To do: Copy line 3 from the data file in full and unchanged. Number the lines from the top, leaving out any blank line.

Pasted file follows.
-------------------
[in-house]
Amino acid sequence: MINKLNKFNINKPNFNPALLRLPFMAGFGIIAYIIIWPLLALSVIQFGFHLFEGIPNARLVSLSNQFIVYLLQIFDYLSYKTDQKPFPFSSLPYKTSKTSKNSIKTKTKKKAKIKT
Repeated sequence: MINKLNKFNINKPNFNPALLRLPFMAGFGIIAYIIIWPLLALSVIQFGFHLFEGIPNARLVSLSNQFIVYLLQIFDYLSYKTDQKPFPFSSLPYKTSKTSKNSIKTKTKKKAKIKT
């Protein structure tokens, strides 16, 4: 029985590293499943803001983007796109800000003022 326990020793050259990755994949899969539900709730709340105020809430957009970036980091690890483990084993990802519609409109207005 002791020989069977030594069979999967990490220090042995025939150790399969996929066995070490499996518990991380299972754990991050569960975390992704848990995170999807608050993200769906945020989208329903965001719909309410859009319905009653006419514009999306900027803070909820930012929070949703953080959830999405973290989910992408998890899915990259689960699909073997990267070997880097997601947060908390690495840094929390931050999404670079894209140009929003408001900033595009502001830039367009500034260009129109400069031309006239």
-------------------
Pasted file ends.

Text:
Repeated sequence: MINKLNKFNINKPNFNPALLRLPFMAGFGIIAYIIIWPLLALSVIQFGFHLFEGIPNARLVSLSNQFIVYLLQIFDYLSYKTDQKPFPFSSLPYKTSKTSKNSIKTKTKKKAKIKT